For my first “Photo of the Week” post, I had to go here. This is the image that sparked my photography obsession. To this day, my heart races when I see this image from Henri Cartier-Bresson’s “The Decisive Moment” collection. At first sight, I wondered how many times the poor man had to jump into the water for the photographer to get the image he wanted….but upon further investigation, I learned that it wasn’t staged. WHAT!? No stylist? No high speed, five-frames-per-second camera? What on earth….Keep reading to find out how he did it…The entire “The Decisive Moment” collection is filled with images based on Bresson’s once-you-miss-the-moment-it’s-gone-forever philosophy. None of his images were ever “set up;” he was where he was and released the shutter at precisely the correct moment. He said of this image:
“There was a plank fence around some repairs behind the Gare Saint-Lazare train station. I happened to be peeking through a gap in the fence with my camera at the moment the man jumped.”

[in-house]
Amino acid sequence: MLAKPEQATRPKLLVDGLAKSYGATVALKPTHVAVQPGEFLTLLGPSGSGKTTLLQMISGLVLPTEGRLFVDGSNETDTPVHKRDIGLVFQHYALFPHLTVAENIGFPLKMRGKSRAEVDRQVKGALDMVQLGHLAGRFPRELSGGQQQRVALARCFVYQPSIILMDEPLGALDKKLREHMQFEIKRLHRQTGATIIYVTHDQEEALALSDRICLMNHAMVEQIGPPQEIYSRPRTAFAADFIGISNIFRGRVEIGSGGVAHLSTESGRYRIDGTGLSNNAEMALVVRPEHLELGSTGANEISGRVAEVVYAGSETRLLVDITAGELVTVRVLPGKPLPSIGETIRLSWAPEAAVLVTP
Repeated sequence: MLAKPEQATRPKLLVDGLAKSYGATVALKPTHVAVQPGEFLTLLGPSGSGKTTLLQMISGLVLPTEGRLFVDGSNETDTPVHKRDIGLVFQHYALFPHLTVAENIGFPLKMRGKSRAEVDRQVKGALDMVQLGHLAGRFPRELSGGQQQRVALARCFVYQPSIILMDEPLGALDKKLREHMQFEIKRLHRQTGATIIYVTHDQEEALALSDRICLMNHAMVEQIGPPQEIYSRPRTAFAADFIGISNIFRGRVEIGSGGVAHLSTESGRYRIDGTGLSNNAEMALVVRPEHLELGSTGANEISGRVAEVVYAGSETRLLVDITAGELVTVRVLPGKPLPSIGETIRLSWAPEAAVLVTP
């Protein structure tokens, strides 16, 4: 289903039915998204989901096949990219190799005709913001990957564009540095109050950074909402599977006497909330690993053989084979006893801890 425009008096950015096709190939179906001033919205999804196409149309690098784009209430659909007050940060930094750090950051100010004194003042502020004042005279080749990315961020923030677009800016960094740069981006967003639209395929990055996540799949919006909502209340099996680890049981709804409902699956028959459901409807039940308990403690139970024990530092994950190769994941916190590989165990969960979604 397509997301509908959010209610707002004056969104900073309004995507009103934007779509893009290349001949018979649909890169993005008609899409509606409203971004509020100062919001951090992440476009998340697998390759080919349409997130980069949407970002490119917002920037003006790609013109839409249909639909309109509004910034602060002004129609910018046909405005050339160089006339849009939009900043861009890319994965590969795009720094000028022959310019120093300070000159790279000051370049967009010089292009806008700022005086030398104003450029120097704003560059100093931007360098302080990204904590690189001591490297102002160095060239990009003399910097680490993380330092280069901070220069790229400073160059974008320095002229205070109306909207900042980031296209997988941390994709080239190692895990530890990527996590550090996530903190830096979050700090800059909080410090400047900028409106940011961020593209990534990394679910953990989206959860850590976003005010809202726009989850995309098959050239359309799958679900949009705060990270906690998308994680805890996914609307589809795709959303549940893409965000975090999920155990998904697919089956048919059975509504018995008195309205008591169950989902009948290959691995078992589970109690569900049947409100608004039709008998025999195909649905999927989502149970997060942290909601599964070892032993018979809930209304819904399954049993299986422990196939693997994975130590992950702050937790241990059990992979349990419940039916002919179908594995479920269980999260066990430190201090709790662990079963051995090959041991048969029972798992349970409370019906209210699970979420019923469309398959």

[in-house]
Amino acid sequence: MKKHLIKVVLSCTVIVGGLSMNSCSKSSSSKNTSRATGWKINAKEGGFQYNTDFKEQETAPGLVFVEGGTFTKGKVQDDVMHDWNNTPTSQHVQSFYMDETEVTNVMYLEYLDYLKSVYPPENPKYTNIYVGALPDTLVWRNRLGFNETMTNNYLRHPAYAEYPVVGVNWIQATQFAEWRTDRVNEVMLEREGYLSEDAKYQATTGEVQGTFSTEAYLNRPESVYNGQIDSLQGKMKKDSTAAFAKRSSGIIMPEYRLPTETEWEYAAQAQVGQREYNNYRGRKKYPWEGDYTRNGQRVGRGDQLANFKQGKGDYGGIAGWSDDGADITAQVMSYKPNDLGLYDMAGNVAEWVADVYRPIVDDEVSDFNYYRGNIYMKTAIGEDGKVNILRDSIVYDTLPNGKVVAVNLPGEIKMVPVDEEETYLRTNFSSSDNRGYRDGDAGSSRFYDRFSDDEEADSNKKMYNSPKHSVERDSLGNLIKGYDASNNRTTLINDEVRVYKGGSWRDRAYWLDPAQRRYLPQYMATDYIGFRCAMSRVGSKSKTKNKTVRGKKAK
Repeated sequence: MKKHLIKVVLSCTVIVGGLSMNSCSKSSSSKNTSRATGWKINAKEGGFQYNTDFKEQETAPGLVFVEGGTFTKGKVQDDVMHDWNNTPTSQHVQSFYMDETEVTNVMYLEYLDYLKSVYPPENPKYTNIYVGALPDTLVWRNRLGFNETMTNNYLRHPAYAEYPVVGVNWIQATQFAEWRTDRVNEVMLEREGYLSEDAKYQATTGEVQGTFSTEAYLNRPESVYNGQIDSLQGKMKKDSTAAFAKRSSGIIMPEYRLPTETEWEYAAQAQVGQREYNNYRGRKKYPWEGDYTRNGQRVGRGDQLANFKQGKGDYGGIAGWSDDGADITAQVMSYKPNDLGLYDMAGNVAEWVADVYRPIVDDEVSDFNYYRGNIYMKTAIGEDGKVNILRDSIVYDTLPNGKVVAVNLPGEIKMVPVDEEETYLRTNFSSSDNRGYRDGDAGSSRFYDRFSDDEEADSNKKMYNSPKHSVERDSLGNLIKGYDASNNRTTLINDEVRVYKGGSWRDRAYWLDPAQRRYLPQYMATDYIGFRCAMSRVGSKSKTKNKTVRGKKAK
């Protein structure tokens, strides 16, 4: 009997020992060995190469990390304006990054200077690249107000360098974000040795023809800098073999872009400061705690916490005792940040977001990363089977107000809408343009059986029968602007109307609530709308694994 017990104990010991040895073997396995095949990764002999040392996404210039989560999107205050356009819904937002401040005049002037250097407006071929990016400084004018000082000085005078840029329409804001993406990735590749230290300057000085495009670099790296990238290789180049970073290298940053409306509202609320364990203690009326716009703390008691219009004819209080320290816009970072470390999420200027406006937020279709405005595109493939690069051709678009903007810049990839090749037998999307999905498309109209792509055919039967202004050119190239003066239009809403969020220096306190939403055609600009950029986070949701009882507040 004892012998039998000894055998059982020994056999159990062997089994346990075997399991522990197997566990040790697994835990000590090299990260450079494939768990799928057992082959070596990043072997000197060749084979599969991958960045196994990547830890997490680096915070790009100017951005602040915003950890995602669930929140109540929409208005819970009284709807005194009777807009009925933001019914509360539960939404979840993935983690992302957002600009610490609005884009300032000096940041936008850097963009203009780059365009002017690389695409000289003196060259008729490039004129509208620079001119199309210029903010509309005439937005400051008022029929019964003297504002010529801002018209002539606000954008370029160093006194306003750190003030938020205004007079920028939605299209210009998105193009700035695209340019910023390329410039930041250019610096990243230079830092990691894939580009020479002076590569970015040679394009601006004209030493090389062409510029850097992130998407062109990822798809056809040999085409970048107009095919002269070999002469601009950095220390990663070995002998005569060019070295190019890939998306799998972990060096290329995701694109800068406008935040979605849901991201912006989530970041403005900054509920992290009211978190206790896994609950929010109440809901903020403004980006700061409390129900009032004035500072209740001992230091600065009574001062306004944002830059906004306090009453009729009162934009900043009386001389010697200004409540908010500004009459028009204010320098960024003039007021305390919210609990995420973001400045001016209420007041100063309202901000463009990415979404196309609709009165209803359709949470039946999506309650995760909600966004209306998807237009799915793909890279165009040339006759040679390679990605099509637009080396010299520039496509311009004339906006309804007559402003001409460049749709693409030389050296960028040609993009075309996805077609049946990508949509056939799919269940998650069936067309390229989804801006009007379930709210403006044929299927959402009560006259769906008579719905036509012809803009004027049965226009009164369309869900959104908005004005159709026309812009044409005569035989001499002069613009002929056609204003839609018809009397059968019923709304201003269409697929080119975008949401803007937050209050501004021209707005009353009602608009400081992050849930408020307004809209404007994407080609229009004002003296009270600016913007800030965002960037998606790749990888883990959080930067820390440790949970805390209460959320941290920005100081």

Some critics have called his photography a collection of snapshots, but when you look through the volume of his work and discover his mastery of composition (he never cropped in on a negative), available light, and his camera, on top of his ability to capture the human spirit, you start to see something awe-inspiring. He often said being a photographer is similar to being a hunter and recalled the excitement of receiving his first camera: “I prowled the streets all day, feeling very strung-up and ready to pounce, determined to ‘trap’ life – to preserve life in the act of living.”
As the “father of photojournalism and street photography” you see his influence all around us in newspapers, magazines, and more recently, in wedding photos– as photographers move away from posed portraits and towards capturing a more candid “in-the-moment” style.
A few years ago, one of Henri’s photos was submitted anonymously to a Flickr pool. It is quite entertaining to read the comments. You can learn more about my favorite photographer here or explore his images here.